The benefits of aspirin on inflammation to cancer
Aspirin is a non-steroidal anti-inflammatory drug (NSAID) that acts on cyclooxygenases (COX), enzymes involved in the synthesis and regulation of prostaglandins, very potent pro-inflammatory molecules. At the same time, COXs are responsible for platelet aggregation, with inhibition leading to blood fluidification and a decrease in the occurrence of blood clots.
Aspirin is the most widely prescribed anti-inflammatory medication because of the few side effects caused by its use and its anti-aggregant action, which is of great preventive value in cardiovascular diseases. Recently, several studies have looked at its role in ageing disorders with surprising results.
Although it has been on the market for over 100 years, the scientific community continues to find new uses for aspirin. In addition to its ability to prevent cardiovascular diseases, vascular accidents and to its anti-inflammatory properties, it also appears to prevent a certain number of cancers and to delay aging by regulating its associated diseases.
A recent review shows a reduction of 63% for colon cancer, 39% for breast cancer, 36% for lung cancer and 39% for prostate cancer. In slightly less frequent cancers, daily intake of aspirin led to a 73% decrease in esophageal cancer, 62% in stomach cancer and 47% in ovarian cancer. Overall, considering the incidence of cancer and after three years of minimum daily intake, the cancer rate appears to be reduced by 7 to 25% in a healthy population with no other risk factors[2,4].
Effects on aging?
Several mechanisms are currently being studied to understand the role of aspirin in cellular senescence, aging and cancer development. It appears that it could act in a combined way via (a) the inhibition of COX, (b) the recycling of reactive oxygen species (“ROS” or pro-oxidants), (c) the regulation of mitochondrial respiration leading to a decrease in ROS synthesis, (d) the protection of telomeres during cell division[3,5].
Are these beneficial effects of aspirin the sum of its different mechanisms of action or is it really a molecule capable of delaying aging? The issue is still debated because, contrary to his anti-inflammatory colleague, Ibuprofen, which seems to increase the lifespan in yeast by up to 15%, no study has specifically studied the effect of aspirin on physiological aging. One can therefore only speculate on its anti-aging action, although its role in the prevention of cancer and cardiovascular diseases is clearly established.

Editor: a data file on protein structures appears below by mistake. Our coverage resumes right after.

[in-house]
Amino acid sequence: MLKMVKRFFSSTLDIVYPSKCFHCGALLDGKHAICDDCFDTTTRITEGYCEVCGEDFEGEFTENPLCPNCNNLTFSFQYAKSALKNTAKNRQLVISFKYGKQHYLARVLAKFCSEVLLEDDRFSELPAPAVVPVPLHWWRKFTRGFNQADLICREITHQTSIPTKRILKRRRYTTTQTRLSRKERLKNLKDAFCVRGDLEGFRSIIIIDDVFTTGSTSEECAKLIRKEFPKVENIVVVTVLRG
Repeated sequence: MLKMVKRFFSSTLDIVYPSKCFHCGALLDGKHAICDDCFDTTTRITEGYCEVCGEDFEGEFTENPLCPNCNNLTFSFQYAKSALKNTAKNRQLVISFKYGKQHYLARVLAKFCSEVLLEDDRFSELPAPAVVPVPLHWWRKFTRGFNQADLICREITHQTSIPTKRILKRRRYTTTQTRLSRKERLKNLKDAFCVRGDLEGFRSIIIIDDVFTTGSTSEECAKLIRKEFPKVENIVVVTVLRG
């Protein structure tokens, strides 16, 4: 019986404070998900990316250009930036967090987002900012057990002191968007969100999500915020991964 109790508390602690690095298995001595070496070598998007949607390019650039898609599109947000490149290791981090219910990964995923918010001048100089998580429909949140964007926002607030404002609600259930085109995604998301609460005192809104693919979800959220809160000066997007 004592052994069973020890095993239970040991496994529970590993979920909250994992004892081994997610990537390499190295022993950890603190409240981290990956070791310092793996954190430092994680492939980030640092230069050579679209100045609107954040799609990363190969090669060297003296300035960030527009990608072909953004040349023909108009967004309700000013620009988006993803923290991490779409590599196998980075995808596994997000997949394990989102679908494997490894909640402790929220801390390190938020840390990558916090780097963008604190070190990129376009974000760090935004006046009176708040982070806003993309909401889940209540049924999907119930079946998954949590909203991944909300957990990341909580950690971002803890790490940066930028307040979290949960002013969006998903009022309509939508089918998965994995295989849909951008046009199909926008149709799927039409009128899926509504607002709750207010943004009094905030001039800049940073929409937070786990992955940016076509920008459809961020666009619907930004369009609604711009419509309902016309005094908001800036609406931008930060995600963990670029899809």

- Number of publications: more than 1,000
- Availability : over-the-counter
- Route : oral
- Dosage : between 80 and 250 mg/day as a preventive measure
Anti-pyretic: aspirin helps fight fever.
Analgic: aspirin is an effective pain reliever.
Anti-inflammatory: aspirin is recommended to fight against muscular and joint pains (high dose).
In small doses, aspirin is one of the oldest and most prescribed medications in the world. The scientific community therefore has a significant hindsight on its use and few risks are associated with taking aspirin.
However, the maximum recommended dose is 3 grams per day in three doses spread over the day. Because of its important activity on platelet aggregation, it would be dangerous to exceed these doses without risk of bleeding or hemorrhage.
Aspirin should never be taken without medical advice if there is a history of ulcer or anemia.
 J. Cuzick et al., Estimates of benefits and harms of prophylactic use of aspirin in the general population, Annals of Oncology, 2015, 26: 47–57
 Phillips T, Leeuwenburgh C. Lifelong aspirin supplementation as a means to extending life span. Rejuvenation Res. 2004;7(4):243-51
 Harris, R. E., Beebe-Donk, J., Doss, H., Doss, D. B.Aspirin, ibuprofen, and other non-steroidal anti-inflammatory drugs in cancer prevention: A critical review of non-selective COX-2 blockade (Review). Oncology Reports, 2005, 13;4 : 559-583.
 R.J. Shmookler Reis et al., Aspirin, the oldest new anti-aging drug, SENS5 conference
 Chong He, Scott K. Tsuchiyama et al., Enhanced Longevity by Ibuprofen, Conserved in Multiple Species, Occurs in Yeast through Inhibition of Tryptophan Import, PLOS Genetics, 2014, 18;10(12):e1004860.
Dr. Marion Tible
Marion Tible has a PhD in cellular biology and physiopathology. Formerly a researcher in thematics varying from cardiology to neurodegenerative diseases, she is now part of Long Long Life team and is involved in scientific writing and anti-aging research.
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Marion Tible est docteur en biologie cellulaire et physiopathologie. Ancienne chercheuse dans des thématiques oscillant de la cardiologie aux maladies neurodégénératives, elle est aujourd’hui impliquée au sein de Long Long Life pour la rédaction scientifique et la recherche contre le vieillissement.
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